Great Budworth is picturesque today, not only in 'Victorian eyes'

Great Budworth is picturesque today, not only in 'Victorian eyes' Words by Polly Berkerley Paintings by Gordon Wilkinson

Great Budworth dates back to the Middle Ages but rather like a beautiful lady who has succumbed to a little cosmetic surgery it has had its picturesque qualities enhanced.

For centuries the village was owned by the head of Arley Hall who would collect rent from the villagers. One such owner was Rowland Egerton-Warburton who not only paid for restorations and improvements to the church in 1850 but also undertook a ‘campaign to render it picturesque in Victorian eyes’.

He commissioned architects including William Nesfield and John Douglas to work on some of the village buildings as well as the George and the Dragon Inn, creating an evocative Cheshire village oozing with character (still utterly appealing to today’s non-Victorians).

The main street is filled with delightfully quaint buildings mixing up brown brick, half timbered architectural styles but without doubt, the jewel in the crown is the impressive grade I listed St Mary and All Saints’ Church. The architectural historian Clifton Taylor rated this highly, as one of the best Parish churches in England while Pevsner (never one to overstate his case) considered it to be ‘one of the most satisfactory Perpendicular churches in Cheshire’.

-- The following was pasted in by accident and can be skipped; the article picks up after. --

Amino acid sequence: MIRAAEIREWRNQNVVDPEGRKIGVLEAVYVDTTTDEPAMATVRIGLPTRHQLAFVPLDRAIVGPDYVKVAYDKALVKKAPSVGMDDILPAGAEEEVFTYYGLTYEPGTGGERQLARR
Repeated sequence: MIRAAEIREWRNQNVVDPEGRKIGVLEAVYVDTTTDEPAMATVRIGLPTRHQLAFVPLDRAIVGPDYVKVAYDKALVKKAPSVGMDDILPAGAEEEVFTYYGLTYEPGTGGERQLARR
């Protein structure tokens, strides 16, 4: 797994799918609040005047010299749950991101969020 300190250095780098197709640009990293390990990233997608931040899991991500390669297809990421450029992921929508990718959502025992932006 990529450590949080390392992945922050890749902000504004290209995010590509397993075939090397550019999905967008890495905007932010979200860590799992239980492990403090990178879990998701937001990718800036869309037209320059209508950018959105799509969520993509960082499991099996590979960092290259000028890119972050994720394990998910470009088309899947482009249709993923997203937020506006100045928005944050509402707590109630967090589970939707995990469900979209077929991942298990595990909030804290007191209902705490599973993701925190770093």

Its north chapel houses a memorial to Sir Peter Leycester, the 17th-century historian, and in the Warburton Chapel is the alabaster effigy of Sir John Warburton who died in 1575.

Great Budworth’s notable houses include the Grade II listed Goldmine House and its attached Rose Cottage built in 1870 as part of Rowland Egerton-Warburton’s redesign and Dene Cottages with brown brick lower storeys and the upper timber-framed levels with plaster panels.

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Belmont Hall is also in this parish. It was built by J. H. Smith-Barry Esq., who deposited in it his valuable collection of pictures and statues, afterwards removed to Marbury. Smith-Barry sold it to Henry Clarke. Built in 1755 and designed by James Gibbs, it is a Grade I listed building.But architectural merit aside, this is still a country village and it is quite astounding to discover that a running pump was the only source of drinking water for the whole community until 1934, when a piped supply was first connected.

The Cheshire historian Sir Peter Lycester believed the name Great Budworth came from the Old Saxon words bode (‘dwelling’) and wurth (‘a place by water’).

The village is located about two miles from Northwich and is situated along a ridge overlooking two meres, Budworth to the west and Pickmere to the east.

It was situated in the hundred of Bucklow and deanery of Frodsham. At 15 miles in length and 10 miles in width, it was considered to be the largest parish in Cheshire, apart from Prestbury.

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